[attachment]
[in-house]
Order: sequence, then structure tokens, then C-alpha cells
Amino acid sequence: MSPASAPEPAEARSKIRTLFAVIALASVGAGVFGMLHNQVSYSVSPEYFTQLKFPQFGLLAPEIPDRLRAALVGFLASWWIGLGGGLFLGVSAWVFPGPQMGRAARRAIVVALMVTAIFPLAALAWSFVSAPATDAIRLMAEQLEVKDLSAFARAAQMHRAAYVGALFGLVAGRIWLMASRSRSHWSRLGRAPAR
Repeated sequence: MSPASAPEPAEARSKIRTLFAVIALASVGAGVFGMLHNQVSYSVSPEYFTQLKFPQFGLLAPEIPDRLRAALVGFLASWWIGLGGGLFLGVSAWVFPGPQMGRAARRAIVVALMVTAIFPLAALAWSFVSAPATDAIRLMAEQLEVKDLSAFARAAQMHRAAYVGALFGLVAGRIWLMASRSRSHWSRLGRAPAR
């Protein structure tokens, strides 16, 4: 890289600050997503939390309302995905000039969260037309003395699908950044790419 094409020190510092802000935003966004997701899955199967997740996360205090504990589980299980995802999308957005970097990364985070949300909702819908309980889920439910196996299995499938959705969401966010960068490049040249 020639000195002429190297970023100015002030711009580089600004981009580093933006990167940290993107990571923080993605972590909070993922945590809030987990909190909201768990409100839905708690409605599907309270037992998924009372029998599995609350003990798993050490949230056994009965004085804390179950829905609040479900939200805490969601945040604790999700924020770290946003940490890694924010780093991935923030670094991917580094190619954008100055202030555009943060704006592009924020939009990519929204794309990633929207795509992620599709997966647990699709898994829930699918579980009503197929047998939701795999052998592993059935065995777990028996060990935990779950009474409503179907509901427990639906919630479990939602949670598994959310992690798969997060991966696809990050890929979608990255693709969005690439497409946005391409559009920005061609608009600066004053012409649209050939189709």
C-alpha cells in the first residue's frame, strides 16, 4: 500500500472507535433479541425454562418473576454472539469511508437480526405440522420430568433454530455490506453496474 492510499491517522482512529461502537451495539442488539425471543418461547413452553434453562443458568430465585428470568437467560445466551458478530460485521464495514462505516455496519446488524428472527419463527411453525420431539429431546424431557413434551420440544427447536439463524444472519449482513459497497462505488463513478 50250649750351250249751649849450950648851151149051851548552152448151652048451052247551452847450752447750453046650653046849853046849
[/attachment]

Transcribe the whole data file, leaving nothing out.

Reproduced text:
[in-house]
Order: sequence, then structure tokens, then C-alpha cells
Amino acid sequence: MSPASAPEPAEARSKIRTLFAVIALASVGAGVFGMLHNQVSYSVSPEYFTQLKFPQFGLLAPEIPDRLRAALVGFLASWWIGLGGGLFLGVSAWVFPGPQMGRAARRAIVVALMVTAIFPLAALAWSFVSAPATDAIRLMAEQLEVKDLSAFARAAQMHRAAYVGALFGLVAGRIWLMASRSRSHWSRLGRAPAR
Repeated sequence: MSPASAPEPAEARSKIRTLFAVIALASVGAGVFGMLHNQVSYSVSPEYFTQLKFPQFGLLAPEIPDRLRAALVGFLASWWIGLGGGLFLGVSAWVFPGPQMGRAARRAIVVALMVTAIFPLAALAWSFVSAPATDAIRLMAEQLEVKDLSAFARAAQMHRAAYVGALFGLVAGRIWLMASRSRSHWSRLGRAPAR
């Protein structure tokens, strides 16, 4: 890289600050997503939390309302995905000039969260037309003395699908950044790419 094409020190510092802000935003966004997701899955199967997740996360205090504990589980299980995802999308957005970097990364985070949300909702819908309980889920439910196996299995499938959705969401966010960068490049040249 020639000195002429190297970023100015002030711009580089600004981009580093933006990167940290993107990571923080993605972590909070993922945590809030987990909190909201768990409100839905708690409605599907309270037992998924009372029998599995609350003990798993050490949230056994009965004085804390179950829905609040479900939200805490969601945040604790999700924020770290946003940490890694924010780093991935923030670094991917580094190619954008100055202030555009943060704006592009924020939009990519929204794309990633929207795509992620599709997966647990699709898994829930699918579980009503197929047998939701795999052998592993059935065995777990028996060990935990779950009474409503179907509901427990639906919630479990939602949670598994959310992690798969997060991966696809990050890929979608990255693709969005690439497409946005391409559009920005061609608009600066004053012409649209050939189709």
C-alpha cells in the first residue's frame, strides 16, 4: 500500500472507535433479541425454562418473576454472539469511508437480526405440522420430568433454530455490506453496474 492510499491517522482512529461502537451495539442488539425471543418461547413452553434453562443458568430465585428470568437467560445466551458478530460485521464495514462505516455496519446488524428472527419463527411453525420431539429431546424431557413434551420440544427447536439463524444472519449482513459497497462505488463513478 50250649750351250249751649849450950648851151149051851548552152448151652048451052247551452847450752447750453046650653046849853046849